MONZA, Italy (Reuters) - Max Verstappen compared himself to Manchester United’s mercurial Swedish striker Zlatan Ibrahimovic on Thursday when Formula One rivals questioned the teenager’s aggressive driving at last weekend’s Belgian Grand Prix.
Making clear that he felt no need to apologize, the uncompromising 18-year-old Red Bull racer told reporters he was not about to change his style just because some others did not like it.
“Let’s say you put Ibrahimovic... up as a defender. Would he like it just because other people think he is a better defender (than attacker)? I don’t think he will listen to those guys,” the Dutchman said at the Italian Grand Prix.
“If he likes to attack he wants to attack. It is not because other drivers tell me I have to change my driving style that I will change my driving style.”
Verstappen has emerged as a Formula One sensation, a rare talent who in May became the youngest race winner in the sport’s history and established himself as both a fan favorite and source of controversy.
He made history in Belgium, effectively his home race, as the youngest driver to start a grand prix on the front row.
He tangled with both Ferrari drivers at the start at Spa and then further angered the Italian team’s 2007 champion Kimi Raikkonen with aggressive defending that forced the Finn to brake on the Kemmel straight.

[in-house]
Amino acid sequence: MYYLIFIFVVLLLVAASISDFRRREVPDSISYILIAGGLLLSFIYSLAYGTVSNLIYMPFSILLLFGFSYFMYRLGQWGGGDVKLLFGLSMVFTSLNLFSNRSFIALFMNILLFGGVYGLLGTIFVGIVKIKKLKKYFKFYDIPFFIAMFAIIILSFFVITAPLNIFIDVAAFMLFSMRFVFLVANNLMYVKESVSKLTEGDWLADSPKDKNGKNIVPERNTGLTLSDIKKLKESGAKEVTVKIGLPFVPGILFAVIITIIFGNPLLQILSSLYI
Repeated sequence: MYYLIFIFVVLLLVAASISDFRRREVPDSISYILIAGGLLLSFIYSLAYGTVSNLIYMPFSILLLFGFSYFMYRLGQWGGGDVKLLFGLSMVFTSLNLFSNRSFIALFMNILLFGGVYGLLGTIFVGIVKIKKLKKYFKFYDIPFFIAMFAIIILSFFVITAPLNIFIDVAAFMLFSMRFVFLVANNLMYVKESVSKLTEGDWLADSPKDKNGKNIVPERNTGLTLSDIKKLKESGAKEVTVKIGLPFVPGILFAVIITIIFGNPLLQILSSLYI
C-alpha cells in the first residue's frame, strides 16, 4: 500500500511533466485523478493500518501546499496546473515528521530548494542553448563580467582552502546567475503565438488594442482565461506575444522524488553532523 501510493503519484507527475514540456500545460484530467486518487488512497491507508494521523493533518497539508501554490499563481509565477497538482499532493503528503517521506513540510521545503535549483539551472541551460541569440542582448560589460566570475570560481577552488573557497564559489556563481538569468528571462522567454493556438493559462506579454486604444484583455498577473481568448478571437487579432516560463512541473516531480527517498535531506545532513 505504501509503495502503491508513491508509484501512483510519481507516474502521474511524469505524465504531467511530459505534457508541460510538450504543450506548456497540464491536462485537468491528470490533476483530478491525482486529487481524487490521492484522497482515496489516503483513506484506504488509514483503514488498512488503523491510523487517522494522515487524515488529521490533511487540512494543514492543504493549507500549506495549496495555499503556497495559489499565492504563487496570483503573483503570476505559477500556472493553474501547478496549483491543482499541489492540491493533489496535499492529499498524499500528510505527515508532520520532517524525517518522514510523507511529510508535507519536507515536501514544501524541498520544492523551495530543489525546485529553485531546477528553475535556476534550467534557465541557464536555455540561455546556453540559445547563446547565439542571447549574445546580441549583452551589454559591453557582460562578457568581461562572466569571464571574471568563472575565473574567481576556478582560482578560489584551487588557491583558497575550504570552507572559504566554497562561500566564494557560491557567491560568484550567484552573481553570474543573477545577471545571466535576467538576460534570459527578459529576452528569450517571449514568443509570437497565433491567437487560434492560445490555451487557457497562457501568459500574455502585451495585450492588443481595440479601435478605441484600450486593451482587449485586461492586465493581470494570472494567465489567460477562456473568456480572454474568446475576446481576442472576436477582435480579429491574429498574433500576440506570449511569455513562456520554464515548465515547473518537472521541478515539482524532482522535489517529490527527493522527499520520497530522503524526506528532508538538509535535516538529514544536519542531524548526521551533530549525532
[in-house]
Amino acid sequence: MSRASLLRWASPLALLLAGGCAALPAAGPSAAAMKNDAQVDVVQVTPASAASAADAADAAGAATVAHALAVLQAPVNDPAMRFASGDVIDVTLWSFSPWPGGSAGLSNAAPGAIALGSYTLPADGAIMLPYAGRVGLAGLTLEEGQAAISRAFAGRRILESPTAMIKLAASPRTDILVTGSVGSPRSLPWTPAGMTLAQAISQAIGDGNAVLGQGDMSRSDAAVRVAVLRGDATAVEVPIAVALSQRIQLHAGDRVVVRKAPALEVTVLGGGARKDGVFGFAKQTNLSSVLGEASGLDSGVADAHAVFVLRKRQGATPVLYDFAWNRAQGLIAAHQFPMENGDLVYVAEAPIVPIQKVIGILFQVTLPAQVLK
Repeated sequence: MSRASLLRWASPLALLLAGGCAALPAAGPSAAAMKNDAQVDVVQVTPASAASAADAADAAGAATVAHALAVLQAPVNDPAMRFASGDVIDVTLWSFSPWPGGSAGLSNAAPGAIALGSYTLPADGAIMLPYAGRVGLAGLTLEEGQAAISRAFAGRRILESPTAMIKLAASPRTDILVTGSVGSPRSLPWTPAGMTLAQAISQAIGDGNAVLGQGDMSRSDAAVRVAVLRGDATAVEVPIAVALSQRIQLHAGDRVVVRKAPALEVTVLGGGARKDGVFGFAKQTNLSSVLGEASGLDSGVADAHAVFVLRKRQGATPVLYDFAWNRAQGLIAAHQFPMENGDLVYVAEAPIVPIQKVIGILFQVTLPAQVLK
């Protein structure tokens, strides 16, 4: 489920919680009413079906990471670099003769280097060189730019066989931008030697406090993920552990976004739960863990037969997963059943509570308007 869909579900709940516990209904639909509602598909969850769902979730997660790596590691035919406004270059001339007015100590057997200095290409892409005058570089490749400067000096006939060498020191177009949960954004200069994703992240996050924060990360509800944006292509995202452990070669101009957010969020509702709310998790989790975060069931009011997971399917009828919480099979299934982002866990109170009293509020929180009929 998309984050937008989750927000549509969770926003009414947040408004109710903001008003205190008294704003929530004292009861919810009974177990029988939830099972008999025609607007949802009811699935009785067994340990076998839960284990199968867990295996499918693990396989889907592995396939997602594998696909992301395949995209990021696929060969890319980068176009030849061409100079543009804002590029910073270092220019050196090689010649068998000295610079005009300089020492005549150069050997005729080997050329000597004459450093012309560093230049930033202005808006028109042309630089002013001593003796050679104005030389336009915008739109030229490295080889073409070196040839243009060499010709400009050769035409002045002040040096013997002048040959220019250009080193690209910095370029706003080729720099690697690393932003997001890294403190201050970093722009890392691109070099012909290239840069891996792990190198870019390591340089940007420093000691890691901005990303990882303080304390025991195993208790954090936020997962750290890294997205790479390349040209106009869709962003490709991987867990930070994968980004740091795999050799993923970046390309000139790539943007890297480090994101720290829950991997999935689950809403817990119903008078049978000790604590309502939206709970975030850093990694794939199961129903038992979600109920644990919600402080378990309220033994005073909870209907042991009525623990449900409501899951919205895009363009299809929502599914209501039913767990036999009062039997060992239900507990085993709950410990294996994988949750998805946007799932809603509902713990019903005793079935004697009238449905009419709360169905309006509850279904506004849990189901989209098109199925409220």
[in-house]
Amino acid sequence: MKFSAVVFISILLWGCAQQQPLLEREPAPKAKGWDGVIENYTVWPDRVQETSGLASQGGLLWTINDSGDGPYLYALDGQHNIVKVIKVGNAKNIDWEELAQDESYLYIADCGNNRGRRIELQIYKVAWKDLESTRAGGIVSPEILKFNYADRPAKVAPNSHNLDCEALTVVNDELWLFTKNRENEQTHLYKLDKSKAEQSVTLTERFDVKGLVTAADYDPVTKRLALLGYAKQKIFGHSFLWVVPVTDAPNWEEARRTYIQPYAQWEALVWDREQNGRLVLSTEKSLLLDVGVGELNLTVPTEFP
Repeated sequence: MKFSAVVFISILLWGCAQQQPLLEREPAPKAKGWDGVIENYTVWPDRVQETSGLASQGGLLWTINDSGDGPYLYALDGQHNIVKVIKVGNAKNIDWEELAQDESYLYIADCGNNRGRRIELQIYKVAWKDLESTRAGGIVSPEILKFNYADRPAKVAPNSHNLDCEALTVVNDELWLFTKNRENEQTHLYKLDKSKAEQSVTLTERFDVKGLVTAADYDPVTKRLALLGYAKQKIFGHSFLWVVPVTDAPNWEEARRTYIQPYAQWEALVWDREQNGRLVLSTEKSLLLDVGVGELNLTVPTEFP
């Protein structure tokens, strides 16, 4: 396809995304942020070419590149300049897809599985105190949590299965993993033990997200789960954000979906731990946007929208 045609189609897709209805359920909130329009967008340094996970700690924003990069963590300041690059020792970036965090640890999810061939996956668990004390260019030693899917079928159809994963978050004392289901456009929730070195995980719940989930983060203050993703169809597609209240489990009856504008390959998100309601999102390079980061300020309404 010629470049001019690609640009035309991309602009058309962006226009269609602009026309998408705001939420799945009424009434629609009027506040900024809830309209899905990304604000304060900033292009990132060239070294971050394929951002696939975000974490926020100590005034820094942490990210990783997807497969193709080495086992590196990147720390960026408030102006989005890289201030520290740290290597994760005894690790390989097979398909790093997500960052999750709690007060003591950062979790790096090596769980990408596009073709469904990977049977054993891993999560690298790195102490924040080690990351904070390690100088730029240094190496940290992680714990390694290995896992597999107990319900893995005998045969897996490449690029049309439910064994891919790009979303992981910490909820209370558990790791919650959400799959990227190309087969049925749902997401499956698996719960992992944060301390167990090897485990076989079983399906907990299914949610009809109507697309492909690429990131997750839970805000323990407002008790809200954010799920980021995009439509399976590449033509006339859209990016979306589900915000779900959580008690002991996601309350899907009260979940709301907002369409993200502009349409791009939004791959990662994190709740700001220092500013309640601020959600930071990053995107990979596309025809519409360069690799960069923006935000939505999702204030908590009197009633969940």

The teen appeared to suggest afterwards that his actions against Raikkonen were a response to what happened at the start.
Raikkonen told reporters on Thursday at Monza, Ferrari’s home race, that such comments were a concern.
“I don’t think it’s the correct sport to start doing purposely paying back something that has happened. It can end up in a very bad way,” he said.
“It’s not the place to start acting silly in a way and paying back for something that has happened.”
Other drivers called for greater consistency from race stewards, who took no action at Spa, and suggested the Friday drivers’ briefing at Monza was likely to be a lively one.
“Max is on the limit, it’s obvious with Kimi having to hit the brakes full on in the flat-out straight, otherwise there would have been a shunt,” commented Mercedes’ Nico Rosberg, the race winner at Spa.
“I‘m sure it will be a big topic in tomorrow’s meeting and I‘m sure our friends in the red team (Ferrari) are going to have something to say.”
Editing by Rex Gowar